Here's the catch.  You don't have to use the grounds of "adultery" for those things to happen.  The judge can consider the conduct of the parties during the marriage, including what they spent and what they did, in a case of a divorce brought based on irreconcilable differences.

So here's my question, Karen.  If irreconciable differences allows you to get your divorce more easily,to tell your story, and to prove anymonies he wasted on this woman so you get more of the assets, but adultery makes it harder to get your divorce, and it won't punish Terrance or automatically give you more of the assets, then wouldn't you want to file based upon "irreconcilable differences" to make it easier on yourself?

KAREN:  Now that I know that's how it works, then absolutely!

LAWYER:  Okay, so we've handled the infidelity as the grounds for the divorce.  Let's move on to the other important aspects of your divorce to help you understand them.

(Note:  This is not any particular discussion with any particular client but resembles countless discussions I have had with numerous male and female clients and is based upon Rhode Island law and practice.)

This discussion outlines the current state of Rhode Island law from an experienced divorce lawyer's perspective regarding the grounds for filing using "irreconcilable differences" (i.e. no-fault grounds) versus filing under "adultery" due to a spouse's supposed infidelity which has it's drawbacks and is usually a more emotional decision rather than a practical legal one.  An experienced Rhode Island divorce lawyer can explain this in more detail and put it in context based upon the factual circumstances of your own case.





Under RI law, who is a "de facto" parent and do you qualify as one?

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Atty Chris Pearsall

Authored By:  Christopher Pearsall, RI Divorce Attorney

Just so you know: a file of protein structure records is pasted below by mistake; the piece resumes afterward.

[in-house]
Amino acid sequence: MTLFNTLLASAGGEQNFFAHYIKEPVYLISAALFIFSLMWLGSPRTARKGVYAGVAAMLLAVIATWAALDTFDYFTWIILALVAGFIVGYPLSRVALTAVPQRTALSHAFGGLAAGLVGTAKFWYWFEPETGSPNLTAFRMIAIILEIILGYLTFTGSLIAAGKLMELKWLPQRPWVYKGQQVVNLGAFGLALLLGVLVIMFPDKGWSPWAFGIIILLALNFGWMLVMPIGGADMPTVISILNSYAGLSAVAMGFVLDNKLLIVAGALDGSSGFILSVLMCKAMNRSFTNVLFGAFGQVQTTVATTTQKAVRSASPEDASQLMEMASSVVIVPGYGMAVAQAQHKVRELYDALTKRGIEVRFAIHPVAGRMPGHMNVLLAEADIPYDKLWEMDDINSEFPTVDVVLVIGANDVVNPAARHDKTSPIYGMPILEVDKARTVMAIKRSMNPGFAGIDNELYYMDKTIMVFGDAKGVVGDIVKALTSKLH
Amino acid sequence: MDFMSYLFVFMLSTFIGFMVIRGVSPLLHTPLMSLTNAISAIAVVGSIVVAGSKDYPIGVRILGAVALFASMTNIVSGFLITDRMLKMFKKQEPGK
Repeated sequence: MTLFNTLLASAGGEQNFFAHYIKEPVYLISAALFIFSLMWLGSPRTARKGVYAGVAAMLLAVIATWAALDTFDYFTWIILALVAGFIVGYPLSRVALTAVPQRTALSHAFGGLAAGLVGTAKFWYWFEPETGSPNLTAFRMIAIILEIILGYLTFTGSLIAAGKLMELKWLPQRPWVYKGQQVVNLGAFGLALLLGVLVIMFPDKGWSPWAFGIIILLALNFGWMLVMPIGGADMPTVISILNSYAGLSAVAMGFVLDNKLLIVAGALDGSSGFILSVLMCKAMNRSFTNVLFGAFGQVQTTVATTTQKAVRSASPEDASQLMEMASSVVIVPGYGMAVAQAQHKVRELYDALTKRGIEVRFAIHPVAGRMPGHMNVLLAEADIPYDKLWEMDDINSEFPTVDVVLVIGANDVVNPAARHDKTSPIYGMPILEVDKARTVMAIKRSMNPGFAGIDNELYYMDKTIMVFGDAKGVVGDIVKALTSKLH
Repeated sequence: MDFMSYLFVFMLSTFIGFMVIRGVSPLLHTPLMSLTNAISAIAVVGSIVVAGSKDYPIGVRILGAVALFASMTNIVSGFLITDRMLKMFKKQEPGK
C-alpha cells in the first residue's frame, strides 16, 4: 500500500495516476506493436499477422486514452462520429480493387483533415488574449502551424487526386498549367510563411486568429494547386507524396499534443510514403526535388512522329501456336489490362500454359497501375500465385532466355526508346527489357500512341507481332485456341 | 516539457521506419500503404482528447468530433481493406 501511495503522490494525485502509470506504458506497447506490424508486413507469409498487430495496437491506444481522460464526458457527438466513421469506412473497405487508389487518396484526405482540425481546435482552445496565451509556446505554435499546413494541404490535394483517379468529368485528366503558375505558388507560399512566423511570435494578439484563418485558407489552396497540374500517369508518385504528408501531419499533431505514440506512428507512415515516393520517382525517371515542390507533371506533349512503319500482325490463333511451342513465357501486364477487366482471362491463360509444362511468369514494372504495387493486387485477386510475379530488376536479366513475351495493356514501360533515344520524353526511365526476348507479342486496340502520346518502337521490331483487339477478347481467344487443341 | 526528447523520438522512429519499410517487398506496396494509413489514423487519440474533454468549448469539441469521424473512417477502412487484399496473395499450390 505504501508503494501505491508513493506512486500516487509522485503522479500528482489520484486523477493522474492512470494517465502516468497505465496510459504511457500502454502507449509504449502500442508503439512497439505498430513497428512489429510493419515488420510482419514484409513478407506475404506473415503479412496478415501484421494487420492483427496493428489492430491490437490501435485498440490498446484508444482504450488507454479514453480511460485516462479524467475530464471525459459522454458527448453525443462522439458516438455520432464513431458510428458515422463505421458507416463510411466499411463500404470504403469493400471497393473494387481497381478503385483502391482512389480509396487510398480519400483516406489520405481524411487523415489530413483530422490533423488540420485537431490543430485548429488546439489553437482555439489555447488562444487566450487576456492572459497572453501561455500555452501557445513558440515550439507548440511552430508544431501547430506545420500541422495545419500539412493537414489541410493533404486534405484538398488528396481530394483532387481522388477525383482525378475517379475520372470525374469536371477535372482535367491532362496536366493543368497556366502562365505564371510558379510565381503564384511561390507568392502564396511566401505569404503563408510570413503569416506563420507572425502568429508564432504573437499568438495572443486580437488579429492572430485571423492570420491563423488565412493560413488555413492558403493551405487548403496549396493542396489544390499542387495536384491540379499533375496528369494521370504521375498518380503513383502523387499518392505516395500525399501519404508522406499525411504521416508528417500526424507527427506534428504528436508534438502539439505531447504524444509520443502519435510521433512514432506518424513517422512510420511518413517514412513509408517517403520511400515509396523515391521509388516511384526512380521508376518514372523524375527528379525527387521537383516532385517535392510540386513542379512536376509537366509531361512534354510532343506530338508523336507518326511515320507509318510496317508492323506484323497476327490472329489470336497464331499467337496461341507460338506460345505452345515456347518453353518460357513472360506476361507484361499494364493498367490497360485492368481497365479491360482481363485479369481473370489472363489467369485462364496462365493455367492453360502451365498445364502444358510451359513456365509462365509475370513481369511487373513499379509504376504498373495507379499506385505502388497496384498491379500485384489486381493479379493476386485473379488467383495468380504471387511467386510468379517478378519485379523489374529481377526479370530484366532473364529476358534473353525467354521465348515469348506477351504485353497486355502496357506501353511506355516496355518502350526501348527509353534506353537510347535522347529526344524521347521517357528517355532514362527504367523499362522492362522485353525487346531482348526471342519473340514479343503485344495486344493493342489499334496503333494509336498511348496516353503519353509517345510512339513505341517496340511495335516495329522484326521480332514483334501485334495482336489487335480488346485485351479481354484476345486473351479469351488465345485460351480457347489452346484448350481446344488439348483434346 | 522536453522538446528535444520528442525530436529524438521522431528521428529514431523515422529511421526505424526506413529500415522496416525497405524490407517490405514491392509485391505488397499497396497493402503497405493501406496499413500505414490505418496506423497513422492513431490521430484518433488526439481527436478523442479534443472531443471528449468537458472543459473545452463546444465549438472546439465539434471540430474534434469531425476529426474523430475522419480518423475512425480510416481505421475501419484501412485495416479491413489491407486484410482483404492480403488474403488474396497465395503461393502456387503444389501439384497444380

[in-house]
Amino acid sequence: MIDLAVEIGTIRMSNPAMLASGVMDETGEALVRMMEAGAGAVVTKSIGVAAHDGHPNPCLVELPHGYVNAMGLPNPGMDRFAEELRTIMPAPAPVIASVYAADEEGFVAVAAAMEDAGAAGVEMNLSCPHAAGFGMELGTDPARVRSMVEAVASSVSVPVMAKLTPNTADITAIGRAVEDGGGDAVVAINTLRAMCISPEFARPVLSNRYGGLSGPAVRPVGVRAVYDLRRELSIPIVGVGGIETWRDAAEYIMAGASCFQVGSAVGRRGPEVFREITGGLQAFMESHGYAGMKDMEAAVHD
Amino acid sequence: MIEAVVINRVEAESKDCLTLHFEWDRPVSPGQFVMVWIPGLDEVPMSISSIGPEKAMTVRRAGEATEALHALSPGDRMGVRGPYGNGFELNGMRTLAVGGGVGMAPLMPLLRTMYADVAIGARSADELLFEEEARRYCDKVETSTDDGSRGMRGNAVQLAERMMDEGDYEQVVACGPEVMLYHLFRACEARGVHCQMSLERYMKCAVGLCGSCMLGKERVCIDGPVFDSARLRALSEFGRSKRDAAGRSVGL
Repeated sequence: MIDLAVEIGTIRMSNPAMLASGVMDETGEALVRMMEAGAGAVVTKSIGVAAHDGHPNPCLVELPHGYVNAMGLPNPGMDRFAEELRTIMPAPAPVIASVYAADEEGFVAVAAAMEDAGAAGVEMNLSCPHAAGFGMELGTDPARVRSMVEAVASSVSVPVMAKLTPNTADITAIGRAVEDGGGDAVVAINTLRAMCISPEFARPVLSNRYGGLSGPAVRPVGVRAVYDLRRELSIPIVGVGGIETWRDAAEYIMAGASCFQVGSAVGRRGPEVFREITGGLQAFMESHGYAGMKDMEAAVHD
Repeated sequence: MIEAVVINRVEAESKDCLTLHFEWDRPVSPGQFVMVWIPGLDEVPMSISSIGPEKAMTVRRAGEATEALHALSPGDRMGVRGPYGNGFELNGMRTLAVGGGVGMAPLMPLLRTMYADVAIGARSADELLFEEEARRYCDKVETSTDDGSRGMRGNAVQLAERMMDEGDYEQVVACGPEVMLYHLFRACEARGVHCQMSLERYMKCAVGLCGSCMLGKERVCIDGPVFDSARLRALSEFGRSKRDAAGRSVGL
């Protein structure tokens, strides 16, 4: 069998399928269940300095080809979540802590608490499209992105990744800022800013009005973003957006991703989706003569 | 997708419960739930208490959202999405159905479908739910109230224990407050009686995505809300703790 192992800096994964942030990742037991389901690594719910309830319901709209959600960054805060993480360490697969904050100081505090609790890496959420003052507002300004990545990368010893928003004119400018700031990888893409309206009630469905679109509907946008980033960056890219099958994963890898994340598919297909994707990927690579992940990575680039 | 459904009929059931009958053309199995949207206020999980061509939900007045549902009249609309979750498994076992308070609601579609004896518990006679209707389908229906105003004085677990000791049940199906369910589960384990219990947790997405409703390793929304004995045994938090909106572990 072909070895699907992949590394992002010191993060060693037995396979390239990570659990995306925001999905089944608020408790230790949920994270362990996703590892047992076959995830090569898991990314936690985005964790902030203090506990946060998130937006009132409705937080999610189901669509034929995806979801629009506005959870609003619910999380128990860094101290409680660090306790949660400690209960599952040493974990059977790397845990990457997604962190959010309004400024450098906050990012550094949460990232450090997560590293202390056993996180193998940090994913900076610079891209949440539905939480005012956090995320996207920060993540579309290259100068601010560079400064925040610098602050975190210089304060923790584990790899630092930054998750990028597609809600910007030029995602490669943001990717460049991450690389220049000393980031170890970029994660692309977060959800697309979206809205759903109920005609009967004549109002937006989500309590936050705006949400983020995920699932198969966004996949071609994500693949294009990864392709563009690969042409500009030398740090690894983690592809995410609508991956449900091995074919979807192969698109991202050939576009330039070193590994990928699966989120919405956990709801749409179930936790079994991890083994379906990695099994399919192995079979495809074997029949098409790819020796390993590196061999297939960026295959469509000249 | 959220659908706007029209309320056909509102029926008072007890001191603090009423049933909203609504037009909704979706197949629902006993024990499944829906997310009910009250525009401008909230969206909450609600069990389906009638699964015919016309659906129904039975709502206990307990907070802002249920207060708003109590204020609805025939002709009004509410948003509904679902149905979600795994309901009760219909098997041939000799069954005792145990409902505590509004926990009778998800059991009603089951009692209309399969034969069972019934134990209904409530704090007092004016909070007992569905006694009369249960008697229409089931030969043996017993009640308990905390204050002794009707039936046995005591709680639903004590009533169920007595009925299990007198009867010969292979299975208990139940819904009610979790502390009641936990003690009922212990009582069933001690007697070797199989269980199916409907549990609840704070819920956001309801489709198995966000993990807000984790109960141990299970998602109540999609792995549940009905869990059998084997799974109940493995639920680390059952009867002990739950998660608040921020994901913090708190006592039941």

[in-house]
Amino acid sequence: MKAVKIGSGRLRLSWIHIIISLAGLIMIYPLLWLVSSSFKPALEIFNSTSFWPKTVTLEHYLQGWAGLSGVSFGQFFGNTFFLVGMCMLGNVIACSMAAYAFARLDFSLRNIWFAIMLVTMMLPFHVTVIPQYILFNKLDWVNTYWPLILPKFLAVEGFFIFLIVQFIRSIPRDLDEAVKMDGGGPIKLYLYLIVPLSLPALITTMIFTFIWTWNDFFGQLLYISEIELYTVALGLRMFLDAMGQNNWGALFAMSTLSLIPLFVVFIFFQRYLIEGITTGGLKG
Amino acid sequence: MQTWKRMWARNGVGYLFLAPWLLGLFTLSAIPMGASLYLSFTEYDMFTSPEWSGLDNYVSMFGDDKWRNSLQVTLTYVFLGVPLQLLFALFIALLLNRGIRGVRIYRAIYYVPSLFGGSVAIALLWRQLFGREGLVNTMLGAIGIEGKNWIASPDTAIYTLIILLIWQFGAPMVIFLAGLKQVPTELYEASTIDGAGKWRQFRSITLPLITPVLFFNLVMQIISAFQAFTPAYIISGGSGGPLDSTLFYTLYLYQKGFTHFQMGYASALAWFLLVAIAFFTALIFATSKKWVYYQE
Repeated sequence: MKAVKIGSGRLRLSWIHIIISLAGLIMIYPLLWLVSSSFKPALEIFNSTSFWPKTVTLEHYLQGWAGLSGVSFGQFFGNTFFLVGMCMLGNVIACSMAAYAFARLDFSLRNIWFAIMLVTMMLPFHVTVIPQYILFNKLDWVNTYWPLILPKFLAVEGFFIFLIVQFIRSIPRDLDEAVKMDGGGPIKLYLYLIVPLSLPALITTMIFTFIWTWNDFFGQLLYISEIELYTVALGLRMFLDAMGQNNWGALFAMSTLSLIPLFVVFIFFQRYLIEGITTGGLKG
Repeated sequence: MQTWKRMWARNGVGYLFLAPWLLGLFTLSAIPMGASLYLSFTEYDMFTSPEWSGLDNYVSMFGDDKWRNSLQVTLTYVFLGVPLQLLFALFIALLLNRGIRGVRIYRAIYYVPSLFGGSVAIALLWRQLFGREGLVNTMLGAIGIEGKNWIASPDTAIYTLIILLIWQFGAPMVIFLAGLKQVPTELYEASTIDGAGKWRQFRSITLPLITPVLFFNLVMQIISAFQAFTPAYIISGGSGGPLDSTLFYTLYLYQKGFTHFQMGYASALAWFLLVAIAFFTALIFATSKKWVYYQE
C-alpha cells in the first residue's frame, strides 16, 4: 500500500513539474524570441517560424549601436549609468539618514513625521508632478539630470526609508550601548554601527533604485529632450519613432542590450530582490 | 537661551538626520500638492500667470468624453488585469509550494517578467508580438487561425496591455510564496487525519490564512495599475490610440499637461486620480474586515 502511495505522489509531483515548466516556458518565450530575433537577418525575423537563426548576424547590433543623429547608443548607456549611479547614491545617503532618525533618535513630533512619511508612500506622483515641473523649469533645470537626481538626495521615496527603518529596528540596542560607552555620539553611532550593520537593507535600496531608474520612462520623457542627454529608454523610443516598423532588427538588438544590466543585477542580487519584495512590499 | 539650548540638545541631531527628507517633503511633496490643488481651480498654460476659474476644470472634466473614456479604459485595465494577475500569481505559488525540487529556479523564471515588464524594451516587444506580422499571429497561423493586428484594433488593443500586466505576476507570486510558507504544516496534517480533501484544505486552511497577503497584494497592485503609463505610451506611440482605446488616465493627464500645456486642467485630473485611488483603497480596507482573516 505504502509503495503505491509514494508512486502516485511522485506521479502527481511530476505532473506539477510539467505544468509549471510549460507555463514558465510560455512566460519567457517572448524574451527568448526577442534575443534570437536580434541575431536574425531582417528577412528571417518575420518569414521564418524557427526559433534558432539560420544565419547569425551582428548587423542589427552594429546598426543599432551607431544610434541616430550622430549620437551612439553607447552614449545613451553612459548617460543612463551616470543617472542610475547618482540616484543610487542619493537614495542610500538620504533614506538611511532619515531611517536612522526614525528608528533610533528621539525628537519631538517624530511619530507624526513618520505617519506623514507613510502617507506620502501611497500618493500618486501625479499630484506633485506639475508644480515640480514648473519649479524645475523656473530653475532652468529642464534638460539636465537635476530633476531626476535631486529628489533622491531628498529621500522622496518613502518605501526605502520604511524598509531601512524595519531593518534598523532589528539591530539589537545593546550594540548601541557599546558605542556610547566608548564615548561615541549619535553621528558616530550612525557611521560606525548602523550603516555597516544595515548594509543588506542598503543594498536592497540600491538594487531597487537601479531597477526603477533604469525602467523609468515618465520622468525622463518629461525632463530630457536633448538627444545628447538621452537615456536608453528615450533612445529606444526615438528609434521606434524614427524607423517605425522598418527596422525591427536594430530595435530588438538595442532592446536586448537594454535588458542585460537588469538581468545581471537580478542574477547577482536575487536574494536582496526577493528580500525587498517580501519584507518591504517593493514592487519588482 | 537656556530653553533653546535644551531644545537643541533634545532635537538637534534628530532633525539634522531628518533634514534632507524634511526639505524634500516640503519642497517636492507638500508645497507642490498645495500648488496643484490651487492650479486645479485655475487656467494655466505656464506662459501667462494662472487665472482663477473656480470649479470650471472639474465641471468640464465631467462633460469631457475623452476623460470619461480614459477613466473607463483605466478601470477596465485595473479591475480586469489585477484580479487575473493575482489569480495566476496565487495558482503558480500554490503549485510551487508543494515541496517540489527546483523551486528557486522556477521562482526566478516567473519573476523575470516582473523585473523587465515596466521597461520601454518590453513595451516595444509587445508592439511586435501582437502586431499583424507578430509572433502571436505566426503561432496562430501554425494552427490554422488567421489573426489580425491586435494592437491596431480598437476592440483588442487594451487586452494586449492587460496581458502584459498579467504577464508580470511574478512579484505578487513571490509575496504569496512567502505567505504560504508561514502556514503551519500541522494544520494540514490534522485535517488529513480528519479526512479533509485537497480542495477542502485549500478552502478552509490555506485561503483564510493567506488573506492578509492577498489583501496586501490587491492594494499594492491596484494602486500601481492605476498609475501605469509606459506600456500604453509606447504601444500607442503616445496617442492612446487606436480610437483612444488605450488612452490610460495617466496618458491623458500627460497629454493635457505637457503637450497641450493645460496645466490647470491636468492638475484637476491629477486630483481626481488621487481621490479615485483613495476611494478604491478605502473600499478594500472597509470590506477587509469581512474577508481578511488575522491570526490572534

a.k.a.  " The Rhode Island Divorce Coach ℠ "

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Question:   In the state of rhode island what is a de facto parent and what are their rights?

Answer:  This is a factually driven question in each case and results from a determination of the Rhode Island Family Court judge.

In essence a "de factor parent" is a person who stands in the position of a parent based upon an interested person's interaction and relationship with the child.  For instance, due to the relationship and interactions between an adult and a child the court may determine that a person is a "de facto parent" be he or she a mother or a father.

In Rhode Island the right of an interested person to make such a claim is basically set forth in R.I. Gen. Laws §15-8-26 which states,

"Any interested party may bring an action to determine the existence or nonexistence of a mother and child relationship. The provisions of this chapter applicable to the father and child relationship shall apply as far as practicable." (Current through Public Law 534 of the 2013 Legislative Session)

Typically that interaction must be long term and the interested person must have acted in the same or a substantially similar role as a parent would to the child on a regular and consistent basis. Yet this is merely a guideline. Each set of circumstances is based upon the specific facts of each case. While you might like a "list" of rights if a "de facto" parent relationship is determined, there is no such list.

To give you a better idea of how factually driven cases are, I recommend that you read the case of Rubano v. DiCenzo found at in order to understand the complex interrelationship between facts, law, and court decisions.

Many people would like cut and dry answers with respect to their questions, yet there often isn't one that can be universally applied because the law in many cases cannot anticipate all the different factors and situations that can occur in life.  Facts always have a role to play in each case and when those facts are extracted, general answers don't usually exist.  Depending upon the facts of the relationship, the nature of the parties, the mental state of the child, and many other factors, there is nothing to prevent the court from expanding or limiting the role and/or consequently the rights of a de facto parent in each case. 

In some cases a person might think they are a "de facto parent" but the family court justice might disagree.  I recommend reading Rubano v. Dicenzo the case cited and you will understand much better what I mean. In the meantime, depending upon your situation, you might want to take the time to present that facts to an experienced family lawyer to get a better bead on the actual facts in your case and how they might be applied by a judge as well as what you are expecting or hoping for.